A Thousand Horses: the Ferrari FXX K
From the earliest days Ferrari has always been about performance and exclusivity. Back in 2014, the current evolution of those twin targets was announced, the Ferrari FXX K. The planned production run is just 40 examples of this hardcore racer (all sold) so finding one at the Salon Privé was quite a coup. It demanded that a piece to be written.
The FXX K is the third vehicle in the XX programme, preceded by the FXX and 599XX, both extreme cars intended solely for the race track. The FXX was based on the Ferrari Enzo and the FXX K has the LaFerrari DNA as its inspiration and foundation.
Andrea Bertolini, a long time Ferrari Test Driver and 2010 FIA GT1 World Champion gives us an overview of the car.
Imitating the latest technology utilized at Le Mans and in Formula One this is the first Ferrari GT to have a KERS system to boost the normally aspirated V12 (what else?). The result is a mind-boggling power output, 860hp from the V12 and a further 190hp on tap from the HY-KERS system. One Thousand and Fifty Horsepower!
Ferrari gave us a peek into the work that went into taking the LaFarrari to the next level. “The FXX K’s 6262cc V12 features new camshafts and a modified valve train with mechanical rather than hydraulic tappets. The intake manifolds have been redesigned and given a special type of polishing treatment. The exhaust system has been modified as its silencers have been eliminated.
The HY-KERS system has been evolved specifically for pure performance with the result that the driver can control the function logics from the specific 4-setting Manettino on the centre console: Qualify, for maximum performance within a limited number of laps; Long Run to optimise performance consistency; Manual Boost for instant maximum torque delivery; and Fast Charge, for a fast recharge of the car’s battery.”
The aerodynamics have had the full treatment as well:
“A focus on delivering maximum efficiency at every stage of every track lap has resulted in extensive but integrated work on the entire car body in terms of both active and passive aerodynamics.
The front of the car is dominated by a twin-profile spoiler and a larger splitter, which is 30 mm lower, with a gap in its centre. This design is an application of the concepts developed to improve aero balance in the GT category of the WEC, which Ferrari has won for three consecutive years. Two pairs of vertical elements, an endplate and, externally, a dive plane, together with vertical fins channel the air towards the car’s flanks, generating a longitudinal vortex that creates a localized depression. This in turn sucks the wake from the wheels to the outside of the aerodynamic underbody. Along with the side skirts that extend out from the sills, the vortex helps isolate the airflow from the underbody to boost its efficiency.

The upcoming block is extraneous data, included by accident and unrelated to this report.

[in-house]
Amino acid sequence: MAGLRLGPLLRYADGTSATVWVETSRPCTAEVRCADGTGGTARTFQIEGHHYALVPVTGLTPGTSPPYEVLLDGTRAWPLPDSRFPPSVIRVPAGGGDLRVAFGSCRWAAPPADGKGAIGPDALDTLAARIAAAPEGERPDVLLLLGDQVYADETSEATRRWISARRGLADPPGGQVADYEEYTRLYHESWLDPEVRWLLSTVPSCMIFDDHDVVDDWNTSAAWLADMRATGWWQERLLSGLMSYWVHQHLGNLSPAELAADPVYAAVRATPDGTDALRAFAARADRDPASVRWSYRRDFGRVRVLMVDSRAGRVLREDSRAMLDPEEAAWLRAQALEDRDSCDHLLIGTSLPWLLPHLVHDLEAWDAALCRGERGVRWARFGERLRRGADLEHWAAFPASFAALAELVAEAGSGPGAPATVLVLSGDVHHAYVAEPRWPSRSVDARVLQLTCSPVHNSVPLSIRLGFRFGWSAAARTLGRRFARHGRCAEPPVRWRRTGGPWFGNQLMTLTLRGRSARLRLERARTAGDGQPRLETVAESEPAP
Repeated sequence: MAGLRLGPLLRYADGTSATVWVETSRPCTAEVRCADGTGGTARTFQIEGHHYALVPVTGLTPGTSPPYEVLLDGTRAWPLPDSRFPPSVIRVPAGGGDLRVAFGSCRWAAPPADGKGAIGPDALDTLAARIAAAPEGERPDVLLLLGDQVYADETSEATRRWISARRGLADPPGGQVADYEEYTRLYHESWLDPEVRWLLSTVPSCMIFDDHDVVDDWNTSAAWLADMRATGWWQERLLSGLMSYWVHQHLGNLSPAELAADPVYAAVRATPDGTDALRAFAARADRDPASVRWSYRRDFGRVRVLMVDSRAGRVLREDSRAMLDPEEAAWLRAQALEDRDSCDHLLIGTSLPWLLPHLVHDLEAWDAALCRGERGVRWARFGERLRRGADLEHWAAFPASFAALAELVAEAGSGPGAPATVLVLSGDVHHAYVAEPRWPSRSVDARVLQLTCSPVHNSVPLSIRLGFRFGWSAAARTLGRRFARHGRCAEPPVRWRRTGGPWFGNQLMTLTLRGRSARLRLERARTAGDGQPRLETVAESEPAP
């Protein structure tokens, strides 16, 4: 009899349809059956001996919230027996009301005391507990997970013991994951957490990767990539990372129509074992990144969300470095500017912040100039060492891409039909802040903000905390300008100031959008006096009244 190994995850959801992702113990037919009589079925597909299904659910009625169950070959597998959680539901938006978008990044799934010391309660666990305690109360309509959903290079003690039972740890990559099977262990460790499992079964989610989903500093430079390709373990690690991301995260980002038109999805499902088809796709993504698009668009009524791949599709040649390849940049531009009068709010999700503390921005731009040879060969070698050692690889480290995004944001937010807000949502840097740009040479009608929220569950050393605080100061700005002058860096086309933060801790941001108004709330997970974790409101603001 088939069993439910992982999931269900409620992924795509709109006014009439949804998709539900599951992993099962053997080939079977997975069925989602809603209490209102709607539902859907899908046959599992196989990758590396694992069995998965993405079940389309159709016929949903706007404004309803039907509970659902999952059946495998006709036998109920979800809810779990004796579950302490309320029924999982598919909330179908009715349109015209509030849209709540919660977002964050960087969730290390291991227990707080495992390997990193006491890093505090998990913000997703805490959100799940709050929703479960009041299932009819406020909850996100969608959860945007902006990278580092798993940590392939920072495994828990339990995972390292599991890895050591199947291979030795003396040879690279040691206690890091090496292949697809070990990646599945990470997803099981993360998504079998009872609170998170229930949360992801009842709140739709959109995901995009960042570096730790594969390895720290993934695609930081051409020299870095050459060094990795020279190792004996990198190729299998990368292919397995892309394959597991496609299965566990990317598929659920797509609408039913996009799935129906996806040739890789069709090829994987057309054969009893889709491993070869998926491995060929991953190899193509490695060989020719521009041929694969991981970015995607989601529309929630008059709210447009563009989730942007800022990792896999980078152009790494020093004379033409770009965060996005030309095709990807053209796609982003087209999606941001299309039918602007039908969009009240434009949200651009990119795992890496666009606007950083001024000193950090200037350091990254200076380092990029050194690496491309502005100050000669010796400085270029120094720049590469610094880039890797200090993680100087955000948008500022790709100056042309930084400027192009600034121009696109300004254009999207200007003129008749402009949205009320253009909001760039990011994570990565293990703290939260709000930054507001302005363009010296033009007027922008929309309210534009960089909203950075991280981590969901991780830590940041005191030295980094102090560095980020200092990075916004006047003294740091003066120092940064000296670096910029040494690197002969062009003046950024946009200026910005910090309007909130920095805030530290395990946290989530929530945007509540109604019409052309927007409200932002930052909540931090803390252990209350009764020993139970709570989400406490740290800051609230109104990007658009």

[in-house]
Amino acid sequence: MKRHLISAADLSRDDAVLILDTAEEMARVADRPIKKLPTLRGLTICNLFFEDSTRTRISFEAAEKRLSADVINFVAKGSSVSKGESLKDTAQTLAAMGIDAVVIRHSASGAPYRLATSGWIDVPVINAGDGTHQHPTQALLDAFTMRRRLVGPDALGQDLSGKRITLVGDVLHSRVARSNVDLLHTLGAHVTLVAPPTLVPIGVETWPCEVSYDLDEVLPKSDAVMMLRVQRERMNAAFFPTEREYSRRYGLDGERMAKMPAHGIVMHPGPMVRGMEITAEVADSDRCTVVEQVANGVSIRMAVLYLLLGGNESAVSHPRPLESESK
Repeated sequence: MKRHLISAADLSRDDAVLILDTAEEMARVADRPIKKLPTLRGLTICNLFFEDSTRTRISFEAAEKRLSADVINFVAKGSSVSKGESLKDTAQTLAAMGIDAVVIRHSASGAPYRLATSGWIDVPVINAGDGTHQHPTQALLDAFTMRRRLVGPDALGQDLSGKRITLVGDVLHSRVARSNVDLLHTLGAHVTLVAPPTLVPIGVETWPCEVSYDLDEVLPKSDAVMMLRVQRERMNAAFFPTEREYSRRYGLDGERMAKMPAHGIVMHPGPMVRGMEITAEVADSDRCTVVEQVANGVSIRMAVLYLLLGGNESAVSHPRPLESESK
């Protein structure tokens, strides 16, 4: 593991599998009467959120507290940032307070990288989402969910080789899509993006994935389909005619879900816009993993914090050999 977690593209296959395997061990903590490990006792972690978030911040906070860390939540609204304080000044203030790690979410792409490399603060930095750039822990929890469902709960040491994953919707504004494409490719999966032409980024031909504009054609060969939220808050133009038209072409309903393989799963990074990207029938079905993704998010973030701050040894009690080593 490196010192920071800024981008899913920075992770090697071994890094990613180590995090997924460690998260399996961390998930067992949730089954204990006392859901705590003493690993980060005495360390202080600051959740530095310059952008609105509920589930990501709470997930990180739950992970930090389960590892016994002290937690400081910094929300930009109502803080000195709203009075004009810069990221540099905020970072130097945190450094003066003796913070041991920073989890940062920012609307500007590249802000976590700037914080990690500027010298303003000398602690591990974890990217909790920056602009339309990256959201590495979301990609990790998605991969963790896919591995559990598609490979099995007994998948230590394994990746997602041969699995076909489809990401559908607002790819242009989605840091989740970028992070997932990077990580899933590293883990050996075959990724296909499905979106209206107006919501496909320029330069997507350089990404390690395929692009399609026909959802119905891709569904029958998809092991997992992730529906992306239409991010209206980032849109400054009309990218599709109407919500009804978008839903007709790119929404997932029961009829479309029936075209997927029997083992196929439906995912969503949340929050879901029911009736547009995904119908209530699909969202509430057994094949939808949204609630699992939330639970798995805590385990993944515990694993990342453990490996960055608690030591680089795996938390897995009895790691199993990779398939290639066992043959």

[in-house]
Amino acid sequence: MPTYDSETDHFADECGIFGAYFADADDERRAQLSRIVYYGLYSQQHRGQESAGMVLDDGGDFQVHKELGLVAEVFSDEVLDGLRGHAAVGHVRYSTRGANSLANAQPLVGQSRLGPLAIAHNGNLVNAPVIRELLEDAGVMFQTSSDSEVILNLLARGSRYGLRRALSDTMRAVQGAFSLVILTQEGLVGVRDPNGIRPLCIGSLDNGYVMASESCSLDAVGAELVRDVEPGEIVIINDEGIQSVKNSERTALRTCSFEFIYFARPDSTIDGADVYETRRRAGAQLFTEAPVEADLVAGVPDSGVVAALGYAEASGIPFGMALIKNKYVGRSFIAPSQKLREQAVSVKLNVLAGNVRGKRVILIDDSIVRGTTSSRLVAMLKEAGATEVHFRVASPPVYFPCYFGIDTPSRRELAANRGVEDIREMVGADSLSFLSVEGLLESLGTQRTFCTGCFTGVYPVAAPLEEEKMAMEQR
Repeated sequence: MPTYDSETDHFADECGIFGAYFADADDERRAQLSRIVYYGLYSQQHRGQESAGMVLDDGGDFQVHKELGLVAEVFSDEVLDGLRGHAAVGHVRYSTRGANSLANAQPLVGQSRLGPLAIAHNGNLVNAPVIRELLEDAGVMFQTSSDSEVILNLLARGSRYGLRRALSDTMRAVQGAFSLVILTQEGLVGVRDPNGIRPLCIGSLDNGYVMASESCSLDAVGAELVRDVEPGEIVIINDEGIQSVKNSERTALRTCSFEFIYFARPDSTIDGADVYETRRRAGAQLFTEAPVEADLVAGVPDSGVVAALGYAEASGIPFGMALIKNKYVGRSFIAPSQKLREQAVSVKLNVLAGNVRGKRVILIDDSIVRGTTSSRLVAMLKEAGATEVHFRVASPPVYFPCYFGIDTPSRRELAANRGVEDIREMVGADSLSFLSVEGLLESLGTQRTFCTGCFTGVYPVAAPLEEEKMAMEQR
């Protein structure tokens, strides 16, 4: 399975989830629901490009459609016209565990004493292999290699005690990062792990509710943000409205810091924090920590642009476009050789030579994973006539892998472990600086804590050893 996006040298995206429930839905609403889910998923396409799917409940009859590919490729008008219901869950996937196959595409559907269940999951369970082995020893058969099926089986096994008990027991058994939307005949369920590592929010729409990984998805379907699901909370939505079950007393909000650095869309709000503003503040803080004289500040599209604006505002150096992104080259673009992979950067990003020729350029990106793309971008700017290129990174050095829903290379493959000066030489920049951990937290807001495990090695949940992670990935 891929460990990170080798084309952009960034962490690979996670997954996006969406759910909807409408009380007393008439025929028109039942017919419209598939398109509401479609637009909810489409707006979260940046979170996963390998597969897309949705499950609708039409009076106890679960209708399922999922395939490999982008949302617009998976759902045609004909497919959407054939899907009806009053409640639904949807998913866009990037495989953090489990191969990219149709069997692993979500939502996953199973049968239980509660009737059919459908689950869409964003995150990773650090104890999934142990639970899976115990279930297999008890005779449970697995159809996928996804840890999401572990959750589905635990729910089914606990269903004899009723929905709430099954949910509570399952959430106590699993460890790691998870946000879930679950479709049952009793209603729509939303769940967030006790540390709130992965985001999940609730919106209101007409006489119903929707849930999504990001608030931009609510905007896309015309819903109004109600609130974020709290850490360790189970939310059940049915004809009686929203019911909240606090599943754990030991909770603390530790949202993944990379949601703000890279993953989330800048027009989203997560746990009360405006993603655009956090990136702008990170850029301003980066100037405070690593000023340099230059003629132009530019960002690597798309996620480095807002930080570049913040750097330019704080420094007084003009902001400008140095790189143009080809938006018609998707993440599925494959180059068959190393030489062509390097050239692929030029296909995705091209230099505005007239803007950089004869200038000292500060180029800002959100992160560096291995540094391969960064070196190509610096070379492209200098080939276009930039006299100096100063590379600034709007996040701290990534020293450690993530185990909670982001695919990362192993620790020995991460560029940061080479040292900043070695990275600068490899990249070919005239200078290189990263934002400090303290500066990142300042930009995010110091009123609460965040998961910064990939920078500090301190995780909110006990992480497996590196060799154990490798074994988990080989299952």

The solutions on the rear of the car are highly sophisticated, too. The tail section is now higher and the mobile spoiler extends further for a total increase in extension of 60mm when fully deployed. A vertical fin and a small wing each side of the tail act as guide vanes in the low drag configuration and boost the spoiler’s efficiency in the high downforce one. This system also creates considerable downforce at the rear of the car, allowing the use of an extreme diffusion volume for the rear diffuser which optimises air extraction from the underbody. The section of the flat underbody just ahead of the rear wheels is also exploited to the full to generate downforce thanks to the reduced pressure in the wheel arch guaranteed by the direct connection to the rear of the car by a bypass duct.
The result is a 50% improvement in downforce in the low drag configuration and a 30% improvement in the more aggressive downforce configuration, resulting in a figure of 540kg at 200 km/h.
Vehicle dynamics are further improved by the adoption of Pirelli slicks complete with sensors that monitor longitudinal, lateral and radial acceleration, as well as temperature and pressure. This ensures an accurate analysis of the interaction between the tire and track surface, providing even more vital data to enable the traction control system to guarantee maximum performance.”
What is like to drive?
Well Sebastian Vettel, the Ferrari Formula One Team Leader and four-time World Champion, certainly enjoyed putting the FXX K through its paces at the Fiorano Test Track, as can be judged from this video clip.
The Ferrari FXX K represents the absolute summit of performance motoring that is accessible to those with sufficient wherewithal but even as I type these lines I know, I just know, that Ferrari will raise the bar again in a few years. Hang on tight for the ride.
(Photos: By the author, and additional material copyright and courtesy of Ferrari Media)